1.15

Zigong asked, “To be a poor person who doesn’t grovel or a rich person who isn’t arrogant. What do you think of that?”

Confucius replied, “Not bad, not bad. But not as good as being poor and enjoying the Way or being rich and loving ritual.”

Zigong said, “The Book of Odes says,

Like cutting and filing,

like grinding and polishing.

Is that what you mean?”

Confucius said, “Ah Zigong, you’re the kind of person I can talk about The Book of Odes with. I give you a little and you come back with the rest!”

3.2

The Three Families had the King’s ode performed at the closing of their ceremonies, as the ritual utensils were being gathered up.

Confucius quoted the Ode,

 ‘Served by lords and princes,

The King, solemn and majestic.’

He added, “What could this possibly have to do with the ancestral hall of the Three Families?”

3.8

Zixia asked about the meaning of this passage from The Book of Odes:

‘Her alluring smile, with dimples,

The lovely eyes, expressive and clear

The color emerges bright and distinct from the white’

Confucius said, “The painting of color is done on a plain background.”

Zixia said, “Then, does ritual come after?”

Confucius replied, “Zixia lifts me up! Finally, someone to discuss The Book of Odes with!”

8.3

When Zengzi became ill, he called his students to him and said, “Uncover my feet and hands. “The Book of Odes says,

In fear and trembling,

As if standing on the edge of an abyss,

As is treading on thin ice.’

It’s only now that I know I’ve made it through safely, my young friends.”

9.31

The petals of the wild cherry tree,

How they wave and turn,

It’s not that I don’t think of you,

But your home is so far away.’

Confucius remarked, “He wasn’t really thinking of her. If he was, why would the distance bother him?”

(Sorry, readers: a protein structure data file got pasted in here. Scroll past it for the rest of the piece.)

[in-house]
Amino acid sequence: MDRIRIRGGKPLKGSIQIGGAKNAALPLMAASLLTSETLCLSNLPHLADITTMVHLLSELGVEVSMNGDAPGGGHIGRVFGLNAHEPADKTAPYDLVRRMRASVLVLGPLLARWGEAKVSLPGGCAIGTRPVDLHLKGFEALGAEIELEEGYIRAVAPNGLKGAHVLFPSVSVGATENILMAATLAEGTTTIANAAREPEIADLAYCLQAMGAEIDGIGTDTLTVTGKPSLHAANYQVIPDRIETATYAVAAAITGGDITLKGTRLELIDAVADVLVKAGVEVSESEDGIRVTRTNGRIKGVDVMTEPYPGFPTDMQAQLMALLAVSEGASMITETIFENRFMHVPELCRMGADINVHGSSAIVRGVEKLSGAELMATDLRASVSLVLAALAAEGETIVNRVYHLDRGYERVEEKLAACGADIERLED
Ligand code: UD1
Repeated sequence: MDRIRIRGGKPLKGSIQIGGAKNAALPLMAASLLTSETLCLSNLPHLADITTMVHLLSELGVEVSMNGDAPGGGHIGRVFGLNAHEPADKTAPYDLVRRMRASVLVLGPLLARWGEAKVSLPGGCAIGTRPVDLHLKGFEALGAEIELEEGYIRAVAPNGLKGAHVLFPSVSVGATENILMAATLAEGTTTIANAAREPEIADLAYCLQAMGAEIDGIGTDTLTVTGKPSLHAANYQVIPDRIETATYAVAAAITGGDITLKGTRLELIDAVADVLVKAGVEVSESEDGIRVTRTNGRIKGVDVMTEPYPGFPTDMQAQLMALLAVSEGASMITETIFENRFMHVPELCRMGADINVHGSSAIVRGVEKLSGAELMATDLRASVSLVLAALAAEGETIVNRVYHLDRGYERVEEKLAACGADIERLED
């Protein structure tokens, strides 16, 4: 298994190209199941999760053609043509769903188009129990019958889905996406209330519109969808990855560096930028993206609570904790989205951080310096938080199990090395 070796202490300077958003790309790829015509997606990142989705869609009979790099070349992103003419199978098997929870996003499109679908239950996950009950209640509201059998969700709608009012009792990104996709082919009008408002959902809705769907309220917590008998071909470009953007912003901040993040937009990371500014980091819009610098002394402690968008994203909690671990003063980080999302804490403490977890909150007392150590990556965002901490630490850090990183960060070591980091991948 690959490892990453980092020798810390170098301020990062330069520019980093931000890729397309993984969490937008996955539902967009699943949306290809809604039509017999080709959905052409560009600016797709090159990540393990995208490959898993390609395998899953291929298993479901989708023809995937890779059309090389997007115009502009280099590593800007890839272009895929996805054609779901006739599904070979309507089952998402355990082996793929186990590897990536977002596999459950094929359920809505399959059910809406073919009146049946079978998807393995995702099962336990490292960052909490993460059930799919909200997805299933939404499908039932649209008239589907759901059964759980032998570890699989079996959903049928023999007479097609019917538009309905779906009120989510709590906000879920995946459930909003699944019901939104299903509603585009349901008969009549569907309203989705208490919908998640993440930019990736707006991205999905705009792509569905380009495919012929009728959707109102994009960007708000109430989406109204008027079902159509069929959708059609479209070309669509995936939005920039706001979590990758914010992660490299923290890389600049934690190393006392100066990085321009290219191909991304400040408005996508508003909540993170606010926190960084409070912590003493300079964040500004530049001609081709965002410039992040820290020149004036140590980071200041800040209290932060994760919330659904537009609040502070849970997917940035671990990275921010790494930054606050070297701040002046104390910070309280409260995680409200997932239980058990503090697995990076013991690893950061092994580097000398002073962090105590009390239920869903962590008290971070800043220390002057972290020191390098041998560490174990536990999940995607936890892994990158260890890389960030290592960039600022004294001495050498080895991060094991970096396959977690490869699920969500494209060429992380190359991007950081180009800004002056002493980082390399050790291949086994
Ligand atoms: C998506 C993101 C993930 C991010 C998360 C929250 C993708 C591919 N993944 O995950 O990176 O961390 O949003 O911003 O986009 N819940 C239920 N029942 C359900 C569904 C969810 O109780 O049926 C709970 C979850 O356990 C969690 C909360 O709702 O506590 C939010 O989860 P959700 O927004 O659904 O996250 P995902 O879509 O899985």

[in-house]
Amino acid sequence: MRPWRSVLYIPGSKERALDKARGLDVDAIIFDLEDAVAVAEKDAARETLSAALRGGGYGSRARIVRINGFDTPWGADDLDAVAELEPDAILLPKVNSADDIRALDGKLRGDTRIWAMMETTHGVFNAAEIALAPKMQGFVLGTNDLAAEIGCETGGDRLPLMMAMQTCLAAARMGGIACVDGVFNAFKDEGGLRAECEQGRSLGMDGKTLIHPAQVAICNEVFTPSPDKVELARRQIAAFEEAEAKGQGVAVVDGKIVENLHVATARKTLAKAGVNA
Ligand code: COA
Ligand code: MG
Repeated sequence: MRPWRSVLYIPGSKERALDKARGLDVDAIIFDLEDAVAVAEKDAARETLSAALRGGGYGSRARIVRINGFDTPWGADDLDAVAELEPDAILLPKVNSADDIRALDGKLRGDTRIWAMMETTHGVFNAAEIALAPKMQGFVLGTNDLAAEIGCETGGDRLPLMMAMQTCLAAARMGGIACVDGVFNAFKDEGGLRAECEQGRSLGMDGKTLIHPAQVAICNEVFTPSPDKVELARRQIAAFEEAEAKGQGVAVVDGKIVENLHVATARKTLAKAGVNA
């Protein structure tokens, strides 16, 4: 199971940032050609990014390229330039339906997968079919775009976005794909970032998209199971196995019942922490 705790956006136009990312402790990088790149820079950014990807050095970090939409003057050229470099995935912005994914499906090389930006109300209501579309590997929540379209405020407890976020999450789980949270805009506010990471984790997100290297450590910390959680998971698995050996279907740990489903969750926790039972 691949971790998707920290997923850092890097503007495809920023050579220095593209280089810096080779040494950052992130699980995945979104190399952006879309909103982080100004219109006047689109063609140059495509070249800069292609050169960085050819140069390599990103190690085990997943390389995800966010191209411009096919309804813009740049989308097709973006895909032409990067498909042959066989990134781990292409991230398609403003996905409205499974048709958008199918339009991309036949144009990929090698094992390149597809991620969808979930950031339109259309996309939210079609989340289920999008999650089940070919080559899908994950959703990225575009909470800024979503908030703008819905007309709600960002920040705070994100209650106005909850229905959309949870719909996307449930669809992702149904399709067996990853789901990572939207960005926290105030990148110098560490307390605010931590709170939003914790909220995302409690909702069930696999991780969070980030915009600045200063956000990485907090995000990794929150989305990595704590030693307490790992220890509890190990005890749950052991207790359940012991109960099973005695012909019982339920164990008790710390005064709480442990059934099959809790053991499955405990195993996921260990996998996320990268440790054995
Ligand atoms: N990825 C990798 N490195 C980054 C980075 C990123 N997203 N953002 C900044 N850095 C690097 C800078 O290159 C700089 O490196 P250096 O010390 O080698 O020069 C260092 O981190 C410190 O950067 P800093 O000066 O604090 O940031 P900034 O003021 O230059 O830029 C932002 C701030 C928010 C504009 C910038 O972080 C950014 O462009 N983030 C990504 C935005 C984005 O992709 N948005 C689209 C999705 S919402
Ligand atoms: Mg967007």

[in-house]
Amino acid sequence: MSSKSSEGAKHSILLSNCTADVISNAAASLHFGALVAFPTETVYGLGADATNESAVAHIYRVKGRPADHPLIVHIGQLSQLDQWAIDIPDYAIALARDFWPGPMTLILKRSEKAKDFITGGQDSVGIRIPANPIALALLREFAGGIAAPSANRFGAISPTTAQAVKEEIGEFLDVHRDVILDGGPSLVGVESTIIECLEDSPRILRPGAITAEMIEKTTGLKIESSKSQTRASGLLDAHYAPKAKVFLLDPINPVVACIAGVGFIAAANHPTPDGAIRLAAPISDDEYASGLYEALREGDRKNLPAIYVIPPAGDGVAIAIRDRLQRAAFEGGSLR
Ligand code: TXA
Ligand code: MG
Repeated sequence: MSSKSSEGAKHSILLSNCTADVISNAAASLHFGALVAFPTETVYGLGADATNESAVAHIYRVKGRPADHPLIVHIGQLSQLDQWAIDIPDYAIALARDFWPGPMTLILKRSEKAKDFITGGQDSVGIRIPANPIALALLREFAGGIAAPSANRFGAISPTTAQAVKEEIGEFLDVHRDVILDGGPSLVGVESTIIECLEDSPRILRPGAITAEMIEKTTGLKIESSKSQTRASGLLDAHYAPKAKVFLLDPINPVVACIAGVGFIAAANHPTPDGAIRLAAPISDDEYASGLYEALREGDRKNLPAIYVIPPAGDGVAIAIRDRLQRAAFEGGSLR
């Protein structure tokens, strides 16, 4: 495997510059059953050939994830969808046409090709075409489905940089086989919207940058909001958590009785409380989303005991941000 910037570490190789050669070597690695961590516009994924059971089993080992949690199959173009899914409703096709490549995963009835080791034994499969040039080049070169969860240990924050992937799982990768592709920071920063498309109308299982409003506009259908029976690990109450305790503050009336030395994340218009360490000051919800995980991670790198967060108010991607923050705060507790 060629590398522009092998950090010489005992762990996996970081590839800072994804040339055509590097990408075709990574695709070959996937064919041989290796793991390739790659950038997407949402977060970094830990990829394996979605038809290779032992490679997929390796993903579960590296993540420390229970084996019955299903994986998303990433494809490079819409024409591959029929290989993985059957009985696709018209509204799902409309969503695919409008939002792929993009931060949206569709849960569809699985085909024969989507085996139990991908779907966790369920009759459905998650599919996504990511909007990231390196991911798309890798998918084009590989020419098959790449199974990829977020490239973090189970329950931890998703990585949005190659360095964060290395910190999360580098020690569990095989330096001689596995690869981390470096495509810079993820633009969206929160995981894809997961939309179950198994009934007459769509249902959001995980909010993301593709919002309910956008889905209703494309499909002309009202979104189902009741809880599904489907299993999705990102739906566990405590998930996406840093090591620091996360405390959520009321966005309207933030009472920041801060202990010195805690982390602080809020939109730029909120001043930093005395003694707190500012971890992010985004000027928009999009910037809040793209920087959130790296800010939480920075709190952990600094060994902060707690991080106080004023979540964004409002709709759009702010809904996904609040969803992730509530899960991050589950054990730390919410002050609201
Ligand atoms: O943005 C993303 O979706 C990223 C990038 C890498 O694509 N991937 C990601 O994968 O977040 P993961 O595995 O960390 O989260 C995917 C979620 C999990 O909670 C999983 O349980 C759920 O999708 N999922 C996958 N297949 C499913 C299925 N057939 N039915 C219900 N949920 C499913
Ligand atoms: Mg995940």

10.27

Startled by their arrival, a bird took off and circled several times before perching on a branch.

Confucius quoted,

“‘The hen pheasant by the mountain ridge,

It knows the right moment!

It knows the right moment!’”

Zilu saluted the bird. It flapped its wings three times and flew away.

16.13

Chen Kang asked Confucius’ son, Boyu, “Have you been taught anything special, anything different from what the rest of us students have been taught?”

Boyu replied, “No. One day my father was standing alone in the courtyard as I came rushing past. He asked me, ‘Have you learned the Odes?’

“I said, ‘Not yet.’

“He said, ‘If you don’t learn the Odes, you’ll have nothing to say.’ So I went off and studied the Odes.

“Another time, he was standing alone when I came rushing past and he asked me, ‘Have you learned the Rites?’

“I said, ‘Not yet.’

He said, ‘If you don’t learn the Rites, you won’t be able to take your place in society.’ So I went off and studied the Rites. These are the two teachings I’ve received.”

Chen Kang withdrew, and with delight, said, “I asked one thing and learned three! I learned about the Odes and the Rites, and I learned that a noble person keeps some distance from his son.”

17.9

Confucius said, “Little ones, why don’t you study the Odes? The Odes can give your spirit a kick in the pants and can give your mind keener eyes. They can help you adjust better in groups and make you more articulate when making a complaint. They teach you to serve your parents at home and your ruler abroad. They also make you familiar with the names of birds, animals, plants, and trees.”